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AARP AARP States Livable Communities

Age-Friendly Communities Benefit Everyone

Ken Reinhardt supports projects like the ArtWalk in his town of Coral Springs. Photo by Joshua Prezant.

By Veronica Zaragovia

Ken Reinhardt recently visited Mayor Joy Cooper in her Hallandale Beach City Hall office and gave her some tips on making the town more livable.

“The secret is to get partners. It’s not about redesigning highways,” said Reinhardt, adding that it doesn’t take millions of dollars or major projects to make a community age-friendly. For example, he suggested that Zumba, whose national headquarters is in Hallandale Beach, could be a partner in promoting fitness for older adults.

Cooper was interested and said she would look into it.

Reinhardt, 75, a volunteer on AARP’s Florida Executive Council, has been driving across Broward County, urging mayors and city managers to apply to the AARP Network of Age-Friendly Communities.

“When I retired, I knew I wanted to do something useful and give back to the community,” said Reinhardt, a former engineer who lives in Coral Springs. “This work resonates with me. I can play a part in moving the needle.”

A city, town or other locality that wants to join the network submits an application to AARP, describing its plans for an aging population. This could include improved road signage; safer, walkable streets; or affordable public activities to help older adults socialize.

So far, AARP has 81 member communities nationwide that can learn from, and motivate, one another. The AARP network is the U.S. affiliate of the World Health Organization’s Global Network of Age-friendly Cities and Communities.

Four communities are in Florida: Sarasota County, Tallahassee, Winter Haven and Cutler Bay. Advocates are working to persuade Jacksonville and several other municipalities in the state to join as well.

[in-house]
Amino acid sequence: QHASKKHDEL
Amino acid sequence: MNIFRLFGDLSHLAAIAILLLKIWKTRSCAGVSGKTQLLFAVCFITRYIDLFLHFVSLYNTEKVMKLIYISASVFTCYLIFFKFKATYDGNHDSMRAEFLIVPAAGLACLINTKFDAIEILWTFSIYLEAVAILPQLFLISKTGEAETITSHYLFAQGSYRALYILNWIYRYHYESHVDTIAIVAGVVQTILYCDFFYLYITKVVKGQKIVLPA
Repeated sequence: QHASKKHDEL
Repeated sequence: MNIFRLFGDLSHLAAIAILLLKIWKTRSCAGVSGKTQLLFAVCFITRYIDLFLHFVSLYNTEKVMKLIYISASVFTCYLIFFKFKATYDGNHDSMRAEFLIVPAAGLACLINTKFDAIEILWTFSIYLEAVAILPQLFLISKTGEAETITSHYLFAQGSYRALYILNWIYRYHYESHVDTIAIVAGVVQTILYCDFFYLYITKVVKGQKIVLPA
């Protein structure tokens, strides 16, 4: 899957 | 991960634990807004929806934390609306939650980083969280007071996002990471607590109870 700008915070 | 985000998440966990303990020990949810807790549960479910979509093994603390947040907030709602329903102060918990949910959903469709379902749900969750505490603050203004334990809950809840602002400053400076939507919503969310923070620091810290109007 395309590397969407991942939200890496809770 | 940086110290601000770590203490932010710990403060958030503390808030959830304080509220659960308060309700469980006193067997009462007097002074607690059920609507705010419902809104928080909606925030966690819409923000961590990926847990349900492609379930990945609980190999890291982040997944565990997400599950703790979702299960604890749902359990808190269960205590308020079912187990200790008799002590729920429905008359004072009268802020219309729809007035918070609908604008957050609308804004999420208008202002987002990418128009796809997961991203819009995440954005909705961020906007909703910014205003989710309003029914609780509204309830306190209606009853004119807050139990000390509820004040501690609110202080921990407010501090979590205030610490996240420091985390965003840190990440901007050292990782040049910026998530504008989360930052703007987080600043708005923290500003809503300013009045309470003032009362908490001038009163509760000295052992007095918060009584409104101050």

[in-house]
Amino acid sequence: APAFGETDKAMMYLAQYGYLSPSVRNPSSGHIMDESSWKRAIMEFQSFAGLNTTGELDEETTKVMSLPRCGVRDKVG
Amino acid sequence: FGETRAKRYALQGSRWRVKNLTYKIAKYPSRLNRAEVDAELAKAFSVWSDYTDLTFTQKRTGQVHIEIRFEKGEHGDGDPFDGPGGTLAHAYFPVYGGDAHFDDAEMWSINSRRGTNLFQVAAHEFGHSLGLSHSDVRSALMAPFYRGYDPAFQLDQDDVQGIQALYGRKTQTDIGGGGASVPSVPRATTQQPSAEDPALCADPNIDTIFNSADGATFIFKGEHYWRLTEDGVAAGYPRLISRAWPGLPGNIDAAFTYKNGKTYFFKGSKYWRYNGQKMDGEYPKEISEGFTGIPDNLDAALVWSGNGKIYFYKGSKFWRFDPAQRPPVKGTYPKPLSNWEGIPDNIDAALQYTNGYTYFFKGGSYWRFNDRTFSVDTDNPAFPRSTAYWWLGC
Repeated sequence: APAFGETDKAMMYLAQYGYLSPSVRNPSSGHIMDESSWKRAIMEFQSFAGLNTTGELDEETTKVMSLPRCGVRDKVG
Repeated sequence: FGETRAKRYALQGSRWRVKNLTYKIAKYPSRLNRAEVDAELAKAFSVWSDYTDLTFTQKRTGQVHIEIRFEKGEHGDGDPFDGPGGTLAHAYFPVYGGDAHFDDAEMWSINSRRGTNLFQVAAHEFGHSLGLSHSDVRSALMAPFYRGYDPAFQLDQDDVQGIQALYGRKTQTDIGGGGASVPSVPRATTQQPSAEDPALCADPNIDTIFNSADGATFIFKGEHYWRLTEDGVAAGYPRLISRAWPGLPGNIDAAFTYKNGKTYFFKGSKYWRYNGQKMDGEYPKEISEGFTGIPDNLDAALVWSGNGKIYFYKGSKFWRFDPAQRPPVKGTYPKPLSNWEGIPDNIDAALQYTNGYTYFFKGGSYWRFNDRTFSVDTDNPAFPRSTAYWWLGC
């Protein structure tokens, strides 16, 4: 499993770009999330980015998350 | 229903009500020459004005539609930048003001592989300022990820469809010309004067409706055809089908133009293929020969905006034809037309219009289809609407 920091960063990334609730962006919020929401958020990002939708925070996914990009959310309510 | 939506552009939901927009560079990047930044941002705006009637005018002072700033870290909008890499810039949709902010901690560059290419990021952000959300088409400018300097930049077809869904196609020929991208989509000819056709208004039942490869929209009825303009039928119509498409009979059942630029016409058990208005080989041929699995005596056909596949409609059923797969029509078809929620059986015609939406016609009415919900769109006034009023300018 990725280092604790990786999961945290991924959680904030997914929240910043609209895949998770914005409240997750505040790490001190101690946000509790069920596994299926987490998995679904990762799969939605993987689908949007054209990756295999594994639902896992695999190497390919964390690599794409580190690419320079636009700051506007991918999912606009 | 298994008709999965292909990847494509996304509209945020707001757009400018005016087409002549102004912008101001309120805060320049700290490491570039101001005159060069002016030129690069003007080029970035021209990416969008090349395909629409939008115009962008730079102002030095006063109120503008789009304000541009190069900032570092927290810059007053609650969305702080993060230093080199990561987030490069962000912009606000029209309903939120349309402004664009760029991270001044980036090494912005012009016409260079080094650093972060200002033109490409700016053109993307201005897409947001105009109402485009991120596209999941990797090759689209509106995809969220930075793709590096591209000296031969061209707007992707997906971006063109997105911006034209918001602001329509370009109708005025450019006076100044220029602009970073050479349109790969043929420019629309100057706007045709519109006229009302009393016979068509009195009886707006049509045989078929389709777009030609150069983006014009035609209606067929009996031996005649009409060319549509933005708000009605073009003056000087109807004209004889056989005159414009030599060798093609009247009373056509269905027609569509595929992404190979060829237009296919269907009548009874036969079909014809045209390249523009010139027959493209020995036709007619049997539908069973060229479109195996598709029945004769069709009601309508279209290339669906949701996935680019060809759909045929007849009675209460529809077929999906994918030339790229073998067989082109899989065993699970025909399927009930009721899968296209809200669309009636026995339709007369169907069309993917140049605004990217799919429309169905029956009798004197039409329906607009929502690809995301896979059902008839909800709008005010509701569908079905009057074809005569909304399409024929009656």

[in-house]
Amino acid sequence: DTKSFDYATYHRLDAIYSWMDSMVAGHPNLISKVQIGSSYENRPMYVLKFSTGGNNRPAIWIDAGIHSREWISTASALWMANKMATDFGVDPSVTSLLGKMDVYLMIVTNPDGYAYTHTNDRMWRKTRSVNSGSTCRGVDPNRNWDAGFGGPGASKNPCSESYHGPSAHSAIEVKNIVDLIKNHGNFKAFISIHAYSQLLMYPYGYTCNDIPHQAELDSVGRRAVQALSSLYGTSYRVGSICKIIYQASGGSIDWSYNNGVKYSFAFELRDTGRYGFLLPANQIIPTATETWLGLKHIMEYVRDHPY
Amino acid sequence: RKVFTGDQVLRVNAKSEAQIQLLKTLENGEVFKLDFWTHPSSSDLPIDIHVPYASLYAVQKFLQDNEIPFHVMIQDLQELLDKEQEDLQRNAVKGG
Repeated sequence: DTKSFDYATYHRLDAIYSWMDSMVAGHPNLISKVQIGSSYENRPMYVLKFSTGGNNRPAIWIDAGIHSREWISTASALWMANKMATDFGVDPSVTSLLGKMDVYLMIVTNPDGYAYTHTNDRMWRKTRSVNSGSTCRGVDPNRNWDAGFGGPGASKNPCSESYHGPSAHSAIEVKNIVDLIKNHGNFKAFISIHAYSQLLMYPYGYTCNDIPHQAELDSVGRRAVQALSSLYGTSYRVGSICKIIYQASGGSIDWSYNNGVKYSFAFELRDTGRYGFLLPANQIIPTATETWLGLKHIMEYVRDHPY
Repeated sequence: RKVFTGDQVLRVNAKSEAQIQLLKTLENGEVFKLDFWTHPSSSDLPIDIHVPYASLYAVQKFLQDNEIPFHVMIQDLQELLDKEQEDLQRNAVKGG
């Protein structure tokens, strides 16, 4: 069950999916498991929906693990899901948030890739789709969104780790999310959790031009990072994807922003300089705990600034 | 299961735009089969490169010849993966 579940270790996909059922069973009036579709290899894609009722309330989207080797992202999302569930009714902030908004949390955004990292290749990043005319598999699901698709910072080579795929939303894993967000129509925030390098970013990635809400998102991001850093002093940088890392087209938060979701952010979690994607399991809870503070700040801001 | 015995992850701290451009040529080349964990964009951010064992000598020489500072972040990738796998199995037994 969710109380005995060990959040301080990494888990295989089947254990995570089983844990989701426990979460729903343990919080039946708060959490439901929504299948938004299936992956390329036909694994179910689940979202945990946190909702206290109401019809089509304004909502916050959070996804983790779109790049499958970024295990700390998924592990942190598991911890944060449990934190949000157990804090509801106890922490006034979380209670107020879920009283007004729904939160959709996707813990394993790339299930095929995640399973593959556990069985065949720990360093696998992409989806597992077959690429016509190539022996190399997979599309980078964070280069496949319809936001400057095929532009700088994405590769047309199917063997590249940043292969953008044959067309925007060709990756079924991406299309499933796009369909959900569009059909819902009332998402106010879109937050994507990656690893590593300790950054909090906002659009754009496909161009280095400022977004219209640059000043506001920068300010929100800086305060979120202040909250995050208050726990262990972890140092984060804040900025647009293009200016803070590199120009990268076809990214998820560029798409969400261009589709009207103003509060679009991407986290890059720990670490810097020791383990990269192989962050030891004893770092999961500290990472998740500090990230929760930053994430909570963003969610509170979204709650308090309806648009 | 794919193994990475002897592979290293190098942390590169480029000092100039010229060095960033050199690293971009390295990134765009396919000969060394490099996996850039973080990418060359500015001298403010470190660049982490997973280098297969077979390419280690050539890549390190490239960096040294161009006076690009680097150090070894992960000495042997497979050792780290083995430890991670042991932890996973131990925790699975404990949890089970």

State researchers project that Florida’s population will grow by almost 5 million by 2030. Nearly 60 percent of that population growth will be made up of people 60 and older.

A demographic wave
“It isn’t enough just to sit idly by and let this literal tsunami of a demographic change occur without doing something to prepare for it,” said Steve Rankin, the program director of Jacksonville Community Council. The nonprofit has about 70 volunteers working on issues such as housing and transportation under its Re-Think Aging project.

Sarasota County, which has Florida’s highest percentage of residents 85 and older (4.8 percent), was the first Florida community to join the AARP network.

“Everybody wants this to be a success” in making Sarasota an age-friendly community, said Kathy Black, a gerontology professor at the University of South Florida Sarasota-Manatee. “Creating an age-friendly community will involve all of us to play a part: people, government, nonprofits and business.”

Black is proud of a Sarasota County resolution last year that encourages builders to participate in a universal design program.

That means constructing homes with features such as door frames wide enough for wheelchairs, entrances without steps, and door levers instead of knobs to help people with arthritis or other physical difficulties. Builders receive a certification seal and may qualify for fast-track permitting.

In Winter Haven, Cari Herrington chairs the Council on Quality Aging, which looks for ways to make the community more livable for older residents.

“We want to make sure the infrastructure is tailored to aging,” Herrington said. She gave examples: lower curb heights and signs at intersections that “talk” to pedestrians who may have difficulty reading street signs.

“Our goal is to keep those issues present in the minds of decision makers so they budget for it and include age-friendly accommodations in their plans for the future,” she said.

For more information on age-friendly communities, go to

Veronica Zaragovia is a writer living in Miami.

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